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Wednesday, 6 January 2016

On Colouring as Mindfulness

As a gift this Christmas I received 'The Mindfulness Colouring Book' and a set of colouring pens. I'm not new to mindfulness (I've used it during yoga practice and as a balm for anxiety) but I'd never tried it in colouring form. To be honest I doubted its benefits. On a whim I cracked open my new copy and had a go...

It turns out that mindful colouring is pretty brilliant.

It was the first time I'd coloured simply for the sake of colouring since I was at primary school, perhaps even younger. Since that young age every instance of colouring was in order to complete a project - an art assignment, a homemade birthday card, even painting the walls of my bedroom - they all had a specific achievable, actionable purpose.

'The act of colouring in - carefully and attentively filling a page with colour, the feel of the pencil in your hand as you meditate on the beauty of the whole illustration - is particularly suited to mindful meditation.' Emma Farrons (Mindfulness Colouring Book: Anti-Stress Art for Busy People, introduction)

To practice mindfulness is to cultivate awareness in whatever you are doing, be it brushing your teeth, drinking a cup of tea, or simply sitting still. I found mindful colouring gave me an immense feeling of of contentment and calm. I had complete control over what I coloured, what I left blank, which colours I used and those I didn't. It reminded me of when as a child I could become completely engrossed in a task, unaware of time passing. Something I find much harder to do now that Instagram can be accessed at the touch of a screen.

While colouring I noticed how ingrained the importance of 'getting things done' is to me; I often caught myself thinking 'I need to get this part completely coloured in, using these specific colours, as quickly and as neatly as I can.' This thought arose often and created pressure that wasn't necessary or helpful.

To challenge those negative thoughts I changed colour, coloured something else, challenged myself to use clashing colours. Doing so brought me back to the present - not always instantly or completely, but it helped me become aware of how frequently my mind can wander. Being aware of those niggling, negative little thoughts that tell me that I should be doing something else gradually erodes my self-esteem and diminishes the pleasure that life gives.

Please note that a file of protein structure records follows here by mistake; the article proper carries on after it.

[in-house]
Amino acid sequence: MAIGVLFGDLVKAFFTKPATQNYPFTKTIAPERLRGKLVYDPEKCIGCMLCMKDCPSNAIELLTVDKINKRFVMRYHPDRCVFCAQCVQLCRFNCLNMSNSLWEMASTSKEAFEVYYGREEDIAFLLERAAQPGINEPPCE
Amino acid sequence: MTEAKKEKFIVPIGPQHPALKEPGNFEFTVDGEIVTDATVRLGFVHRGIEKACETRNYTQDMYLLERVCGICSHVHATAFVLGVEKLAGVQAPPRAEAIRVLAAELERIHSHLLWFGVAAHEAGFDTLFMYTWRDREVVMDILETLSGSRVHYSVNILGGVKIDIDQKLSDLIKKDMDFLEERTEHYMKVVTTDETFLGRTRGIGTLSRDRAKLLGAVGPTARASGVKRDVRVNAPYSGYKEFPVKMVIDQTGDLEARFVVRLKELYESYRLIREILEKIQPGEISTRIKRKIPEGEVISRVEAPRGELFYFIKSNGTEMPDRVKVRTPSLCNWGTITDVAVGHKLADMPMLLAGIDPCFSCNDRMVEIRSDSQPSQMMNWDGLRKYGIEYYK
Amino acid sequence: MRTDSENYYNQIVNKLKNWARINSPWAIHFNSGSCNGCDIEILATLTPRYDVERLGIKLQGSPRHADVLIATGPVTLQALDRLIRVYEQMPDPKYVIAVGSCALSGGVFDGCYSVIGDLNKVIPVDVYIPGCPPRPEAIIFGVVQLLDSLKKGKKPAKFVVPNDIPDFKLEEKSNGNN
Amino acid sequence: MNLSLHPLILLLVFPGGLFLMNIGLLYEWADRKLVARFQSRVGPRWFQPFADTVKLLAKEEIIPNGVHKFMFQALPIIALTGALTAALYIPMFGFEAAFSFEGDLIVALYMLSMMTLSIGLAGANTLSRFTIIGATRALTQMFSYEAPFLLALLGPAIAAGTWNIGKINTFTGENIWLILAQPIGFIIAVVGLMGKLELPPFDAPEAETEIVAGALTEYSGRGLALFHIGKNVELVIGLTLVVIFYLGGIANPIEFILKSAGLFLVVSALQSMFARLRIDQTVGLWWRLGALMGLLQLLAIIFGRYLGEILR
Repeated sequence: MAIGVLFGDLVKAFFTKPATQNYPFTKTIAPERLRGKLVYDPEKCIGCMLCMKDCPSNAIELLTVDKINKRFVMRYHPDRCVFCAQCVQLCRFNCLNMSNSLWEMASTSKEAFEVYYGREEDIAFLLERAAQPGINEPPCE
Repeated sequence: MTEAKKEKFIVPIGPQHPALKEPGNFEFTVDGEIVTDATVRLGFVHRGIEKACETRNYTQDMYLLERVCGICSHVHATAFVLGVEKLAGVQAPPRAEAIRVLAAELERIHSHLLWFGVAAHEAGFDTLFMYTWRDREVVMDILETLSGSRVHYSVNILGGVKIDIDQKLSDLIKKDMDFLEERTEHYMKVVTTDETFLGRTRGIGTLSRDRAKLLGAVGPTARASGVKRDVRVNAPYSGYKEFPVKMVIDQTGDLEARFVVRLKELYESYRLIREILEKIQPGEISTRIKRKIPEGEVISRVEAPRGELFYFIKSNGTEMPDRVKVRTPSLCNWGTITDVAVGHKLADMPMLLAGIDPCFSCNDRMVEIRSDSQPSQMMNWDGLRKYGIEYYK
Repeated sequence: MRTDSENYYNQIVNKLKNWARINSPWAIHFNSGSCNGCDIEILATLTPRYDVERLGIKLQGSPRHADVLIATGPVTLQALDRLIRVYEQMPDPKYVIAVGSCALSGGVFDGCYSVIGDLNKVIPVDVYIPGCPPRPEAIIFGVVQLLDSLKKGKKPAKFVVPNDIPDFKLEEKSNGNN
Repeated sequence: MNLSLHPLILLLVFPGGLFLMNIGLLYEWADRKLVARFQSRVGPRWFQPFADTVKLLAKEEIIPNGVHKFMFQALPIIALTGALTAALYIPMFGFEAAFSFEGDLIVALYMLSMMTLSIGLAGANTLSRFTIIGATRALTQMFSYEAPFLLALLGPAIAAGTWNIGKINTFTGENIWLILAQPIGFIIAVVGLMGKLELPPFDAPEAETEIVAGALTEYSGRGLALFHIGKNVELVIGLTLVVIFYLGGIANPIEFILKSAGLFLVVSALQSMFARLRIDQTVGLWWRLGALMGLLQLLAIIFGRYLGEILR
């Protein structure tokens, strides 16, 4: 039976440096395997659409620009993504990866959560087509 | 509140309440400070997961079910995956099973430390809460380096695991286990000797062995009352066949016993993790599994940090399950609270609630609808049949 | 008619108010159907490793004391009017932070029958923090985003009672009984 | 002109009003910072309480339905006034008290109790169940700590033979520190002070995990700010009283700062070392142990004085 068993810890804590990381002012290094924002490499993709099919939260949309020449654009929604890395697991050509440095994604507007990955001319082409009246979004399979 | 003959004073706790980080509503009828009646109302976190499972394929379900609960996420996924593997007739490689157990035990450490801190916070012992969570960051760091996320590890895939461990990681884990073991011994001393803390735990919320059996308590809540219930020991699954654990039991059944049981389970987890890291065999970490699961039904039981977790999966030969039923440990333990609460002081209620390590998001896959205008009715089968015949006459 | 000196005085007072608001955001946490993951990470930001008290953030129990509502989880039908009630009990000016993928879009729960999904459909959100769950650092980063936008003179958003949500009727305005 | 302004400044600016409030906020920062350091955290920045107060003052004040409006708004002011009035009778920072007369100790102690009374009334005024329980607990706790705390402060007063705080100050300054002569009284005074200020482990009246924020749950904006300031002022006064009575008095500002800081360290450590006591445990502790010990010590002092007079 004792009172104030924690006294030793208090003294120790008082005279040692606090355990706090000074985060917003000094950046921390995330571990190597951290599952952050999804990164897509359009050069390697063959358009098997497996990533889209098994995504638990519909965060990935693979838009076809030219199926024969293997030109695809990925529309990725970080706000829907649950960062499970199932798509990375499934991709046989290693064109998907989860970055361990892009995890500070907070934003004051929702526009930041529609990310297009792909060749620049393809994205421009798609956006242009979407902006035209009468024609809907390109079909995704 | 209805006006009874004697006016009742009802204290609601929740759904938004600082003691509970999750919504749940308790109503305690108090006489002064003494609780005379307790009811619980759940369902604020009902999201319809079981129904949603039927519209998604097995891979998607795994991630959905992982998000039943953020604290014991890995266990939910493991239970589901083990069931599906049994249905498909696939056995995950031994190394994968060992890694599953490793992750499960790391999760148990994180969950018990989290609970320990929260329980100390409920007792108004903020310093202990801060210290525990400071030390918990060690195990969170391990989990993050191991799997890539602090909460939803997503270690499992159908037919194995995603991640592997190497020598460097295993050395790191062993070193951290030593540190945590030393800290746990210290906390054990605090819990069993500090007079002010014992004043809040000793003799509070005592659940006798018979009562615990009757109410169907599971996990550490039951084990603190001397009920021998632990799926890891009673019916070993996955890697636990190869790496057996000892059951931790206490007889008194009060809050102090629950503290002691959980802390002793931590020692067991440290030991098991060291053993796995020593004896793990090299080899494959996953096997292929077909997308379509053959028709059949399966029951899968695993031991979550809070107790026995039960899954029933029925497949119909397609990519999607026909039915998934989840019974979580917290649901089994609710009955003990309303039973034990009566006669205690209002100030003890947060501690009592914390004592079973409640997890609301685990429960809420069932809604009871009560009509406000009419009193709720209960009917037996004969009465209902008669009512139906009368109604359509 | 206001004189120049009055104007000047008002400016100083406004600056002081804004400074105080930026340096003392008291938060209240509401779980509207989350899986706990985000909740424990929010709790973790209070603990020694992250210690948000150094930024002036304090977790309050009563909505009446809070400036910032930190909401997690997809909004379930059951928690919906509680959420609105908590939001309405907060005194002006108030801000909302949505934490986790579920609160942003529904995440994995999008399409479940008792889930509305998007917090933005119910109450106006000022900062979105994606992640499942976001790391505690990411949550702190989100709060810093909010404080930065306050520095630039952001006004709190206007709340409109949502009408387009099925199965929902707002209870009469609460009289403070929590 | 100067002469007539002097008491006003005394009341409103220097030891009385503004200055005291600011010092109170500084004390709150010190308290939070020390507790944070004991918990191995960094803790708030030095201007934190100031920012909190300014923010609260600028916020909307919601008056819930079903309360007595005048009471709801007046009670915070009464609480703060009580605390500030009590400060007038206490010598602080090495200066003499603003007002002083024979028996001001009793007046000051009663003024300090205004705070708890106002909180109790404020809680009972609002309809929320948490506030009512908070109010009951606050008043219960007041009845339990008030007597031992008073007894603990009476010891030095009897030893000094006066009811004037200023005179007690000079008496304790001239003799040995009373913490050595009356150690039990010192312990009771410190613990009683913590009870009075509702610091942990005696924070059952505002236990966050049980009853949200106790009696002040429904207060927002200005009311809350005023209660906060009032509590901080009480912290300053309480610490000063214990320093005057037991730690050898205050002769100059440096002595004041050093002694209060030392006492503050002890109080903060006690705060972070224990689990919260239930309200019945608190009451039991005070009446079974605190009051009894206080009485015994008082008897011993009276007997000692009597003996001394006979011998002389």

The lovely thing about mindfulness is that it can be applied to pretty much everything and used whenever you may need it. (Although a little practice everyday helps strengthen its recall). The Mindfulness Colouring Book is a good book to start with - it's non-threatening and doesn't scream 'mental health book!' It contains pleasingly abstract patterns which are small enough to require concentration but not so small as to need the fine motor skills of an Old Master. It's compact and lightweight, And it doesn't need a charger.

If you want to try mindful colouring, here are a few things to help get you started:

The Mindfulness Colouring Book: Anti-Stress Art for Busy People Emma Farrons (£7.99, Waterstones)

STABILO point 88 Wallet including 5 Neon Fineliners, Assorted Ink (Pack of 15)

STABILO Point 88 Fineliner Wallet 30 (£12.24 from Amazon)

Pen Orgy Vinyl Pencil Case

Happy Jackson Pen Orgy Pencil Case (, currently £5.59)

For books on mindfulness, Jon Kabat-Zinn is a leading authority.

Mindfulness for Beginners: Reclaiming the Present Moment-and Your Life (Hardback)

Mindfulness for Beginners: Reclaiming the Present Moment-and Your Life, Jon Kabat-Zinn (£18.54 from Waterstones)

Have you tried mindful colouring? What did you think?